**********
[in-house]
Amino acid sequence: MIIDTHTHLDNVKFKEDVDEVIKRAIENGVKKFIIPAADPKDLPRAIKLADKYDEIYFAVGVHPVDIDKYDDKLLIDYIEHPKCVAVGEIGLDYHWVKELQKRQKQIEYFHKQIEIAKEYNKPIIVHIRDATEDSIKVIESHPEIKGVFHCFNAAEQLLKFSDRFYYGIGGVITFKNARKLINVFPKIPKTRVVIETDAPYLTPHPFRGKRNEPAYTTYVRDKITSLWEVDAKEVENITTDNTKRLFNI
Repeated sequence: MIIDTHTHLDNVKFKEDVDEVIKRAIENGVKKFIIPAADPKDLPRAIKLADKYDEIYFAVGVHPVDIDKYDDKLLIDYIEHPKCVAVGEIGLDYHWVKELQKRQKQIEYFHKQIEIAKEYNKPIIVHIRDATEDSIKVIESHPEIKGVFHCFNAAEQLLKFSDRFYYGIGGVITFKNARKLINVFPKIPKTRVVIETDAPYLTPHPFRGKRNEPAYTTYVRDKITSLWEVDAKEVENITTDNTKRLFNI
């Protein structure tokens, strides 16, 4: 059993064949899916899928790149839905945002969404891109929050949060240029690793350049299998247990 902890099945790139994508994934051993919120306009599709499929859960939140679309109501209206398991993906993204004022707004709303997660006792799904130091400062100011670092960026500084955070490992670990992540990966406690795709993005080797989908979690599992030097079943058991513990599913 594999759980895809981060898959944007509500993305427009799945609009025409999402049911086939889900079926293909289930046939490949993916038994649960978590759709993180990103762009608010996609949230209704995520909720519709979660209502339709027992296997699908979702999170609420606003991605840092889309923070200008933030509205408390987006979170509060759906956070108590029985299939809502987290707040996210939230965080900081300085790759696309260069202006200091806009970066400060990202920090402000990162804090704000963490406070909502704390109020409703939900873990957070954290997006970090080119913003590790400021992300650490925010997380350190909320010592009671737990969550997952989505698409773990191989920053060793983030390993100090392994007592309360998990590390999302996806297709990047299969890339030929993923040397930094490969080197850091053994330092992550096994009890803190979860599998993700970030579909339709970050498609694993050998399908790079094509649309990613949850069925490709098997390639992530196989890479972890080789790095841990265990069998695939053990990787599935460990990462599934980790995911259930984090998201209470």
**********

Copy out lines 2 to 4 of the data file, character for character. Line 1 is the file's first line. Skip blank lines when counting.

Amino acid sequence: MIIDTHTHLDNVKFKEDVDEVIKRAIENGVKKFIIPAADPKDLPRAIKLADKYDEIYFAVGVHPVDIDKYDDKLLIDYIEHPKCVAVGEIGLDYHWVKELQKRQKQIEYFHKQIEIAKEYNKPIIVHIRDATEDSIKVIESHPEIKGVFHCFNAAEQLLKFSDRFYYGIGGVITFKNARKLINVFPKIPKTRVVIETDAPYLTPHPFRGKRNEPAYTTYVRDKITSLWEVDAKEVENITTDNTKRLFNI
Repeated sequence: MIIDTHTHLDNVKFKEDVDEVIKRAIENGVKKFIIPAADPKDLPRAIKLADKYDEIYFAVGVHPVDIDKYDDKLLIDYIEHPKCVAVGEIGLDYHWVKELQKRQKQIEYFHKQIEIAKEYNKPIIVHIRDATEDSIKVIESHPEIKGVFHCFNAAEQLLKFSDRFYYGIGGVITFKNARKLINVFPKIPKTRVVIETDAPYLTPHPFRGKRNEPAYTTYVRDKITSLWEVDAKEVENITTDNTKRLFNI
């Protein structure tokens, strides 16, 4: 059993064949899916899928790149839905945002969404891109929050949060240029690793350049299998247990 902890099945790139994508994934051993919120306009599709499929859960939140679309109501209206398991993906993204004022707004709303997660006792799904130091400062100011670092960026500084955070490992670990992540990966406690795709993005080797989908979690599992030097079943058991513990599913 594999759980895809981060898959944007509500993305427009799945609009025409999402049911086939889900079926293909289930046939490949993916038994649960978590759709993180990103762009608010996609949230209704995520909720519709979660209502339709027992296997699908979702999170609420606003991605840092889309923070200008933030509205408390987006979170509060759906956070108590029985299939809502987290707040996210939230965080900081300085790759696309260069202006200091806009970066400060990202920090402000990162804090704000963490406070909502704390109020409703939900873990957070954290997006970090080119913003590790400021992300650490925010997380350190909320010592009671737990969550997952989505698409773990191989920053060793983030390993100090392994007592309360998990590390999302996806297709990047299969890339030929993923040397930094490969080197850091053994330092992550096994009890803190979860599998993700970030579909339709970050498609694993050998399908790079094509649309990613949850069925490709098997390639992530196989890479972890080789790095841990265990069998695939053990990787599935460990990462599934980790995911259930984090998201209470």